Having evolved its quayside development into a thriving digital hub, the BBC recently announced that it is moving its digital and technology teams to Salford, along with Radio 3 and 6 Music production. Daytime TV show, Morning Live, will also be broadcast from Salford – meaning that BBC One’s entire live morning output will come from MediaCity in Manchester.
This exodus has increasingly led people to question London’s position as the PR capital of Europe. Earlier this year, an article in PR Week concluded that it would retain its position as the epicentre of media comms, despite this migration. Yet, in the context of industry trends and Brexit, this seems to oversimplify the issue’s complexity. Regardless of whether London holds onto its crown or not, the BBC and its competitors have shown something that was always suspected but never confirmed: that success is achievable within the capital city and elsewhere in the country.
Relocating to the North
When the BBC decided to move to Manchester in 2006, it operated from its headquarters in London, with smaller regional offices throughout the UK. By the time the move was completed in 2011, the corporation was well on the way to decentralising its operations and reducing the number of decisions made in the Capital.
The North of England was a viable option for several reasons. Perhaps most importantly, it’s where 25% of the BBC’s license fee payers live – but it was also a recognition that just 8% of programmes catered to this area. By moving its headquarters to Manchester, the BBC could get a PR boost, hire local talent more easily, and produce more specialised content for Northern audiences. There was also a political edge to the move, as the BBC faced criticism for continuing the license fee whilst being so London-centric.
At the time, the BBC’s relocation to Salford Quays – right in the heart of the newly established MediaCity – was perceived as a risk, as it was largely undeveloped. Fast forward ten years, and it has proven well worth it, with MediaCity now boasting high-profile business tenants, including Kellogg’s and Ericsson.
Meanwhile, the BBC announced earlier this year that it will be moving top journalism jobs to Leeds as it reveals more details about its transformation plan for the North. Under the transformation, the BBC News teams, the Learning and Identity team, and some snew UK Insight teams will move to the city. There will also be a tailored BBC One across Yorkshire, North West, and North East England, with new marketing campaigns catering for the region.
In a similar move, Channel 4 has officially moved its national headquarters to Leeds, and Hits Radio has started being broadcast from Manchester. So what exactly is it that makes the North – and Manchester in particular – so alluring for media outlets?
Manchester and its Growing Media Presence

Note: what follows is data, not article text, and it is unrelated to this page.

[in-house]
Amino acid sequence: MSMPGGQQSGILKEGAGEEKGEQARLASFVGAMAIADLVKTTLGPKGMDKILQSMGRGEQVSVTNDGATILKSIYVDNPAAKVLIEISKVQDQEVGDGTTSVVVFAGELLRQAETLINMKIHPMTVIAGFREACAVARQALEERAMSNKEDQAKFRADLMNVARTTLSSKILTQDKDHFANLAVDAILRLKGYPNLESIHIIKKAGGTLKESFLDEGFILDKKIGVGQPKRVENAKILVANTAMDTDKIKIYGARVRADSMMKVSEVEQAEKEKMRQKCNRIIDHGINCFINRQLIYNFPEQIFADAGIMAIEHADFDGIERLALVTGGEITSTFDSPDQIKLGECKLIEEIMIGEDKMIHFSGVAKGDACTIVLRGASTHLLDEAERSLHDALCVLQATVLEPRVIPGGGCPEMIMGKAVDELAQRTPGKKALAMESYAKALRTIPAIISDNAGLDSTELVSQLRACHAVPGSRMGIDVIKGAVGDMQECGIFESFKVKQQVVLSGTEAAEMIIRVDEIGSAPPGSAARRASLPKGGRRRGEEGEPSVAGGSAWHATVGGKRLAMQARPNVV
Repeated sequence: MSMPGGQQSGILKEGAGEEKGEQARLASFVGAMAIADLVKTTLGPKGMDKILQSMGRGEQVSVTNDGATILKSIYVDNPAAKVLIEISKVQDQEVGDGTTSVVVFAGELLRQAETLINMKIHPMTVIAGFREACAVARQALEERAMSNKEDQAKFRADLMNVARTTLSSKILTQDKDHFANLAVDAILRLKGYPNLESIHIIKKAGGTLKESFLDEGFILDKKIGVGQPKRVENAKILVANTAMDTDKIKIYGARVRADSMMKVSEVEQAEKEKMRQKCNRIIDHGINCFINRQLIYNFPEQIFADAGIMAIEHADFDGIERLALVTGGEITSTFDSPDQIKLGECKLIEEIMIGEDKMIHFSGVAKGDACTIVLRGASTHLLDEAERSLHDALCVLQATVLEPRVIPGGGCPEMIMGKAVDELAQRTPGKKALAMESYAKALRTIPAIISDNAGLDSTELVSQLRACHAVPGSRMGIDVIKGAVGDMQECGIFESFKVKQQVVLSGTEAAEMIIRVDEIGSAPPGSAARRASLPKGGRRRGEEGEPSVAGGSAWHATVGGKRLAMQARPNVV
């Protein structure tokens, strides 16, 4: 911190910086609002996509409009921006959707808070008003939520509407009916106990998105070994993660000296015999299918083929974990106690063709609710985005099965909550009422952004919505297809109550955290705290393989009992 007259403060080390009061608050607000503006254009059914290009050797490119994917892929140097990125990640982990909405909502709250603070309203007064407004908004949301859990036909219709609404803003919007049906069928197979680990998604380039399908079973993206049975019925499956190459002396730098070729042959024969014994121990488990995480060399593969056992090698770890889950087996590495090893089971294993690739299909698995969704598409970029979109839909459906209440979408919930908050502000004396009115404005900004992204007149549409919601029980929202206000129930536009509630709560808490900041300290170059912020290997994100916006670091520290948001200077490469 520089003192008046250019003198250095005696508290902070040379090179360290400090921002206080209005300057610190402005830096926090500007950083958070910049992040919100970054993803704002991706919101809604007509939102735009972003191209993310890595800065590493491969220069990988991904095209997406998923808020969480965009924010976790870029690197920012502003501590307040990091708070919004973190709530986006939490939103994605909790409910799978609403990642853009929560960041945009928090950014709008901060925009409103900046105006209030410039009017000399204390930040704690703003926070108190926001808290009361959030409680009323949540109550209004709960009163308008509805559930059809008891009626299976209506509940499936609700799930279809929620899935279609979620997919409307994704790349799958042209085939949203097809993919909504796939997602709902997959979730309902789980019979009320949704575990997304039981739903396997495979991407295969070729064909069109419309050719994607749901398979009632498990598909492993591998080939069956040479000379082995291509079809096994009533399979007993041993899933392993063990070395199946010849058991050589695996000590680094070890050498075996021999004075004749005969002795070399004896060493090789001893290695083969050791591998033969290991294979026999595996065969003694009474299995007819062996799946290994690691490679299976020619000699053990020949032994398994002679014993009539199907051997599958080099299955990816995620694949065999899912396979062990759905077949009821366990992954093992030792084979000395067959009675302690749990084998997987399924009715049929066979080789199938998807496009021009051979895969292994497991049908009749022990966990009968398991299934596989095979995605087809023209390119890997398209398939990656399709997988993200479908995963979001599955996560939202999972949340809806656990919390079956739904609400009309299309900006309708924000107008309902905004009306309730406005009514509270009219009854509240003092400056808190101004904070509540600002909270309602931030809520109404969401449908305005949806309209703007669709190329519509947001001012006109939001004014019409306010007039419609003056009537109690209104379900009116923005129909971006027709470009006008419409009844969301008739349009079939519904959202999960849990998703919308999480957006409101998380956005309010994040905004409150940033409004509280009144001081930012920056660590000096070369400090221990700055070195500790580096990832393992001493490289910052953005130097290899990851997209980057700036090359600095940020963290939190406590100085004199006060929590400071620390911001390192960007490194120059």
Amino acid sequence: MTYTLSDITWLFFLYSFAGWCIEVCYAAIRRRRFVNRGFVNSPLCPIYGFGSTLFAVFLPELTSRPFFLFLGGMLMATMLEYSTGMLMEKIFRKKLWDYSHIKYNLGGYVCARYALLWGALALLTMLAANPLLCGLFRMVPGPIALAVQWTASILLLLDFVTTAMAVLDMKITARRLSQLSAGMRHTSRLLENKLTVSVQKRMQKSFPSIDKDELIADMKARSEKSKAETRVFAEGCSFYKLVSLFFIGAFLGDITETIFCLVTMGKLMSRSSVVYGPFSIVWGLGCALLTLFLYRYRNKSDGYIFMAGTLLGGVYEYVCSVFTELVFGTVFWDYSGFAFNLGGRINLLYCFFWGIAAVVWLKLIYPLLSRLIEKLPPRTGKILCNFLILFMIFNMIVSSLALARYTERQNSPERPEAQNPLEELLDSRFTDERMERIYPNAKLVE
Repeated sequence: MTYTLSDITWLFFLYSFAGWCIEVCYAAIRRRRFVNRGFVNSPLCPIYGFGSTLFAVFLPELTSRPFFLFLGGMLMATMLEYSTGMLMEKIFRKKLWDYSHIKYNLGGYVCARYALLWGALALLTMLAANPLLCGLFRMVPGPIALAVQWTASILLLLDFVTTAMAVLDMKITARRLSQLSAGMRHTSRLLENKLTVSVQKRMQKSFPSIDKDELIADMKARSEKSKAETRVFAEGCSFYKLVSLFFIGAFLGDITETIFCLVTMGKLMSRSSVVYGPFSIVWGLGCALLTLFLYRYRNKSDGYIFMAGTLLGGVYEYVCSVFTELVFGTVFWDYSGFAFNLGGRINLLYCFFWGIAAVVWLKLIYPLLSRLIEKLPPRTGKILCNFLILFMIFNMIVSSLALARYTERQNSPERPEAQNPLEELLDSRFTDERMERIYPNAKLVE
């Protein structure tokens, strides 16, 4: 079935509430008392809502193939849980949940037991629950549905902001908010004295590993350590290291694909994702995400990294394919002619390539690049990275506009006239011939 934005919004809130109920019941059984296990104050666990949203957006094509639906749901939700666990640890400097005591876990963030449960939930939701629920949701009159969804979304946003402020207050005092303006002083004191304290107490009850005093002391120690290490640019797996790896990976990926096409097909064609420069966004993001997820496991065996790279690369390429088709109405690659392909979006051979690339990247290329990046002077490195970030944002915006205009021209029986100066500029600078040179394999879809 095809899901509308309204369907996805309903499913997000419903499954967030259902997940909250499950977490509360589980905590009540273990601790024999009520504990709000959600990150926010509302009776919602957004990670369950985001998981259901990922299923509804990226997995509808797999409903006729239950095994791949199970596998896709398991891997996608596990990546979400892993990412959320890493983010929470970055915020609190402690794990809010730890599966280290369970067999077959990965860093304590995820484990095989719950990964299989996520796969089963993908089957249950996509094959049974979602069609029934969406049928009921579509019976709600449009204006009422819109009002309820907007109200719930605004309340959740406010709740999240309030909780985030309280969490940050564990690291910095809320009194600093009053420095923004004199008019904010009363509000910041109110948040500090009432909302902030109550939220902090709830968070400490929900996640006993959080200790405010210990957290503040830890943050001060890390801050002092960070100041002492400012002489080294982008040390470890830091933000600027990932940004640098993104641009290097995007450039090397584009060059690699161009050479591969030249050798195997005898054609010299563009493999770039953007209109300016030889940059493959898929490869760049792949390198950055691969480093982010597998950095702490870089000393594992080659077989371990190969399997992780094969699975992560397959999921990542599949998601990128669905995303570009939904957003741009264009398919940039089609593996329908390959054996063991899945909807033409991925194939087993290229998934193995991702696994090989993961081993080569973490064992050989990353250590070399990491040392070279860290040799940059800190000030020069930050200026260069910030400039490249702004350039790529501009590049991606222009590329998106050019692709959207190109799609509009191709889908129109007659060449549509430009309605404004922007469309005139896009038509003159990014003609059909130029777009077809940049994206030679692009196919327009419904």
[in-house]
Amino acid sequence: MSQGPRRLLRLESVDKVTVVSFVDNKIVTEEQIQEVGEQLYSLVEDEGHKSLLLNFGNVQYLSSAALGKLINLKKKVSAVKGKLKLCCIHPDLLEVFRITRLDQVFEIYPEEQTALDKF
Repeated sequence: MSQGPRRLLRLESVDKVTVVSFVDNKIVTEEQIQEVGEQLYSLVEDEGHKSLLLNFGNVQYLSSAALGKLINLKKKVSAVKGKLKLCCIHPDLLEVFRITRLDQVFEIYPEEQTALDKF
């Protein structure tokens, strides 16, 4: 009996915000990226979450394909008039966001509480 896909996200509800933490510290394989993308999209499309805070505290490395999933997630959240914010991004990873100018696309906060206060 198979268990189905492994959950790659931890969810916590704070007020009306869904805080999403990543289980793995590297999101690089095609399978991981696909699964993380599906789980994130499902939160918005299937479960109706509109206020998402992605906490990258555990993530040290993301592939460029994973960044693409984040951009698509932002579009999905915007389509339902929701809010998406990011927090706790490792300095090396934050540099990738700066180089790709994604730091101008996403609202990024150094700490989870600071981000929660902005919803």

Media has been an integral part of Manchester’s culture and economy. Its most noteworthy television exports include the longest-running serial soap drama Coronation Street and the longest-running documentary series 7 Up!. For a time, Manchester was famously coined ‘Granadaland’ due to the number of successful programmes produced by Granada Television, one of the biggest commercial television companies in the world in the late 20th century.
However, in recent years, Manchester has become a thriving hub for national and international media. A wealth of new startups, media stalwarts, and huge global players has made it the second-largest centre of the creative and digital industries in Europe. The question for new or expanding firms is this: is it now a viable alternative to London as a centre of creative excellence, particularly in broadcast media?
Broadcast media needs to do its part to reflect society, so anything that encourages it across different communities in the UK can only be a good thing. Our broadcast media is beginning to represent a more diverse and inclusive country and is bringing new voices with it. When it comes to the brands that appear on broadcast media for coverage, this means working harder to be more inclusive. For example, they may need to consider where their spokespeople are based and make sure they are representative of the people consuming the content.
The BBC stated that one of the main reasons for ramping up the move to Manchester is that it represents a “top-to-bottom change” and will cement its commitment to “better reflect, represent, and serve” all parts of England.
Thanks in no small part to MediaCity and the impact of the broadcast media influx, Manchester is now recognised as one of Europe’s leading digital hotspots. While there’s undoubtedly much more to MediaCity than the BBC, the corporation’s move inspired many other companies to explore opportunities outside of London. Plus, if the pandemic has shown us anything, it’s that the working environment no longer needs to be stuck in one place. At the very least, broadcast media should represent the diverse audience it seeks to inform and entertain, from the places it is created to the content it produces.
Manchester isn’t the only northern city with a story to tell. Other cities, including Leeds, Liverpool, Newcastle, Sheffield, Belfast, Edinburgh, and Glasgow, all have their own empowering and exciting stories to tell, creating broadcast opportunities for savvy PRs. Post pandemic, this should be the time to embrace change and celebrate the variety of people and places that make up the UK – creating more diverse and exciting broadcast content. In any case, we look forward to seeing what the future holds!